Stone ground grits cooked with cheddar and smoked gouda cheeses, smokey collard greens, and Swiss chard sauteed with roasted tomatoes.
My mom was a southern girl reluctantly transplanted into northern soils as a young bride. She adjusted to her new home, but she missed the hot, sunny days of her youth, and her extended family. One of the ways she kept her southern roots alive was through her childhood comfort food, which often showed up on my plate.
I was fairly adventurous growing up, but try as I might, I could never sidle up to grits. All we had available in our small town were instant grits, which looked unappealingly watery and lumpy as I moved them around my plate, in the desperate hope that dispersion would be mistaken for consumption. Inexplicably (to me), both of my parents just loved those grits.
Fast-forward to last December, and an unexpected gift of stone ground grits from North Carolina. After briefly considering re-gifting them, I decided to give them a chance. After all, they were the real deal, and probably more like the ones my parents grew up with. I began to experiment with adding cheeses, herbs and milk, thinking back to my early grit years. It suddenly struck me that my most powerful food memories draw me completely into moments connected to a place, a time, and a feeling; the flavor of the food was somewhat secondary. I didn’t love grits as a child, but as I sat over my meal of cheesy, creamy grits, I realized they’d become a comfort food for me too, filled with memories of teasing laughter as my parents observed the wild disarray of grits scattered all over my plate.
Cheesy Grits and Smokey Greens Casserole
- 1 – 2 tablespoons olive oil
- 2 Andouille sausages precooked (about 1 cup when sliced)
- 1 cup yellow onion chopped
- 3 – 4 cloves of garlic minced
- ½ cup cherry tomatoes halved
- ½ teaspoon smoky paprika
- ½ teaspoon dried pepper flakes
- 12 cups chopped greens I used collards and Swiss chard
- 2 cups vegetable broth
- 1 teaspoon kosher salt
- Preheat the oven to 400°F. Toss the cherry tomatoes in enough olive oil to coat them, lightly salt and pepper and roast for 20 minutes. Set aside.
- Rinse the greens well, and slice into thin slivers. I removed and discarded the stems of the collards, but kept the Swiss chard stems intact. Dry and set aside.
- Slice the sausages into thin rounds. Heat the olive oil in a sauté pan and sauté the sausage until slightly crispy. Set aside the sausage.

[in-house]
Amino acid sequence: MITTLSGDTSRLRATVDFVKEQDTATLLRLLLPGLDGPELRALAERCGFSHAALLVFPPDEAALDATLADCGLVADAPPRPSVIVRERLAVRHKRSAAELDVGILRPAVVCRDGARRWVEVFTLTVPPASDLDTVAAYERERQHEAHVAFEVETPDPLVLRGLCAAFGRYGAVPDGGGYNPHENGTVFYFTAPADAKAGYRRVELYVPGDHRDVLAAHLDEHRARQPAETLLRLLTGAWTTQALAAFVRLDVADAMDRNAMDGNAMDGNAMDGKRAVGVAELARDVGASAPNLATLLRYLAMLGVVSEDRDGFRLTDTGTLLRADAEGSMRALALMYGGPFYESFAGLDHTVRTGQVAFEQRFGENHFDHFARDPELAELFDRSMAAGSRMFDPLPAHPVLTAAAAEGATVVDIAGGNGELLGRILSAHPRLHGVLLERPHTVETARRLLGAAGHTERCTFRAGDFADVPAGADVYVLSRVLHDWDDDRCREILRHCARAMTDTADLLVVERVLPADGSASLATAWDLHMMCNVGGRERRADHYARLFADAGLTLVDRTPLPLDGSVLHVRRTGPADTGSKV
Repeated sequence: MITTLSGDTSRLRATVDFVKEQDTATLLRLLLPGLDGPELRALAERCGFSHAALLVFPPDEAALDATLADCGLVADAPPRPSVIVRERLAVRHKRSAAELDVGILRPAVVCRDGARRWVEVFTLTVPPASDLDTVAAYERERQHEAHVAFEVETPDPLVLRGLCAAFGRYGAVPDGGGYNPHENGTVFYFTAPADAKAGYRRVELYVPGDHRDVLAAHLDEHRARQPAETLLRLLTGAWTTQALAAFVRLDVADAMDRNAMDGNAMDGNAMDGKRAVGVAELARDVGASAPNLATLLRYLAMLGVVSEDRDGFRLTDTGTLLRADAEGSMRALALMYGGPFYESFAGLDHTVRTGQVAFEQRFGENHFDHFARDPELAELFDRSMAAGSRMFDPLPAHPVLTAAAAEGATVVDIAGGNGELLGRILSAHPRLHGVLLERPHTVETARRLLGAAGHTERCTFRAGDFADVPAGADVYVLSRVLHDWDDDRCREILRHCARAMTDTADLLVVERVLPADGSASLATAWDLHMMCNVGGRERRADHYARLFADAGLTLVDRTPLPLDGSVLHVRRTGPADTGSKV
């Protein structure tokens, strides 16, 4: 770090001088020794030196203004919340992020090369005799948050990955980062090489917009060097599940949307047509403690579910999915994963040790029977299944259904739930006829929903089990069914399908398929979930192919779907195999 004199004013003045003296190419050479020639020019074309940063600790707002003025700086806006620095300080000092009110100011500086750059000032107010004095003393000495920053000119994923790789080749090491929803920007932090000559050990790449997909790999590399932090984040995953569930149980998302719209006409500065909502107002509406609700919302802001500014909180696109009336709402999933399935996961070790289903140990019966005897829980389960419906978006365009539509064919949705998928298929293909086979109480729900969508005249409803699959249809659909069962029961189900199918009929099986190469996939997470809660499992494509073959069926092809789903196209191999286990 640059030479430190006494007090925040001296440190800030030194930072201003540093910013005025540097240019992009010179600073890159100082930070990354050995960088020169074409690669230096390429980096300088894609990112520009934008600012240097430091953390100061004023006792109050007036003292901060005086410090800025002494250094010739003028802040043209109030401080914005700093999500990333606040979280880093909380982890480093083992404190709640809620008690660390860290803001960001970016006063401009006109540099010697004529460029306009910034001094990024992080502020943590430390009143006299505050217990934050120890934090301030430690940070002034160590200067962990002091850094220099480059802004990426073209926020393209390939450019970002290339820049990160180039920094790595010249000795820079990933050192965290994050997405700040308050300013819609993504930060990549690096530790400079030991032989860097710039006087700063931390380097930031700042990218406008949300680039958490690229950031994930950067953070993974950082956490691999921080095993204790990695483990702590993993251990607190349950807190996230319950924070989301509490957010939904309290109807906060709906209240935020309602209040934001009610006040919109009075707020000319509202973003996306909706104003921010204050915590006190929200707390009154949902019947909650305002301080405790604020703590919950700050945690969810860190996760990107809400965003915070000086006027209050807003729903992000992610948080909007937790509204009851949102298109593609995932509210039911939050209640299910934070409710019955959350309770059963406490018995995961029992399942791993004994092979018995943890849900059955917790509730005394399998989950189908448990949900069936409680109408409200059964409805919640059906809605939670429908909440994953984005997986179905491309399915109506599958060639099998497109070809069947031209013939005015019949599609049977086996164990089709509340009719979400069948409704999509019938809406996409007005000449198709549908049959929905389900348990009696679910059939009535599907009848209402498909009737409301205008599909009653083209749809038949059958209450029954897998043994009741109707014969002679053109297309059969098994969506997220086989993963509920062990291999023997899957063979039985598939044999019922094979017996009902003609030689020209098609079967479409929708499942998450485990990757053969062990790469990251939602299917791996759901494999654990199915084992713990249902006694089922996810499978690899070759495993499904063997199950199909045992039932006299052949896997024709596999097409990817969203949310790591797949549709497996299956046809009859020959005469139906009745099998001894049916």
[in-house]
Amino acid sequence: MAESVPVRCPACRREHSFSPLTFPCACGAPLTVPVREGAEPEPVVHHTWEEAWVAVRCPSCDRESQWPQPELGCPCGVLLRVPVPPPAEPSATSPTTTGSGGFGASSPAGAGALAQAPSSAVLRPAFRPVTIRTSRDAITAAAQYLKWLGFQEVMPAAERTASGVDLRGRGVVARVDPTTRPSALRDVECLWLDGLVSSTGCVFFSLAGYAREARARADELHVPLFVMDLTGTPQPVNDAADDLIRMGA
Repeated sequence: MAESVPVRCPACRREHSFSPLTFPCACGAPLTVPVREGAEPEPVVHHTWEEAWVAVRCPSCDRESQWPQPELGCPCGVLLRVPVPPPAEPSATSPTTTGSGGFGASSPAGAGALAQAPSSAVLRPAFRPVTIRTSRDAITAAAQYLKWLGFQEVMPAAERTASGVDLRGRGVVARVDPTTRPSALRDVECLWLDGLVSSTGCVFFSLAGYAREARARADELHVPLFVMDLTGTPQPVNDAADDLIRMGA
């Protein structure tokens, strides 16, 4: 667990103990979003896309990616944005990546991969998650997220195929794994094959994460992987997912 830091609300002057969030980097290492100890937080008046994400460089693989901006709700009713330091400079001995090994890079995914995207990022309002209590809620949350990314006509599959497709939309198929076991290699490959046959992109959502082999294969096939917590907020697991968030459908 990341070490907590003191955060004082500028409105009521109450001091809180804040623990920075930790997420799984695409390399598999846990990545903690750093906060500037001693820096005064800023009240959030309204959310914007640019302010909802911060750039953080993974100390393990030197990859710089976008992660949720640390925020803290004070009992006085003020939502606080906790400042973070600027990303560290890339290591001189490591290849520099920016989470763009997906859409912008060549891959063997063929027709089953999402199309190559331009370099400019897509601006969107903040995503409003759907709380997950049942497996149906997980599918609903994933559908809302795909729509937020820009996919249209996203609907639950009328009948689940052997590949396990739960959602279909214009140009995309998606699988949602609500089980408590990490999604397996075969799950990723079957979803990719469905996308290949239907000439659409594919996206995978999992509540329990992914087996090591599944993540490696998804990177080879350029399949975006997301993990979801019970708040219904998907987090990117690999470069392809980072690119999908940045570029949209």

- In the fat and oil left in the skillet, sauté the onion until soft. Add the minced garlic and sauté for 1 minute. Add the roasted tomatoes and spices, and sauté another minute. Add the greens and toss well in the pan with tongs so they are completely coated with the tomato-onion mixture. Add additional olive oil if needed. Continue to sauté for 5 – 10 minutes until the greens are significantly softened and limp.
- Add the broth and salt, stir, and cover the pan. Simmer for 20 minutes, or until the greens are tender. Add half of the crispy sausage. Correct for seasoning. Keep warm.
- Make the grits by bringing the milk and broth to a simmer over medium-high heat. Add the grits and baking soda, and reduce the heat to medium-low. Simmer for 15 minutes, continuing to stir so it doesn’t stick to the bottom of the pan.
- Add the butter, cheeses, and hot sauce, stirring until melted. Add salt and pepper to taste.
- Spoon the greens into a casserole dish, topping them with the grits. Chop up the remaining crispy sausage rounds, and sprinkle on top of the casseroles.
- Serve immediately or keep warm in a 350°F oven.
2. Baking soda facilitates a faster and less worrisome cooking process of the grits due to its alkalinity. If eliminated, add 10 additional minutes to the cooking time.
3. This casserole can be made ahead, and stored in the refrigerator. Preheat the oven to 350°F, and bake for 20 minutes to completely rewarm.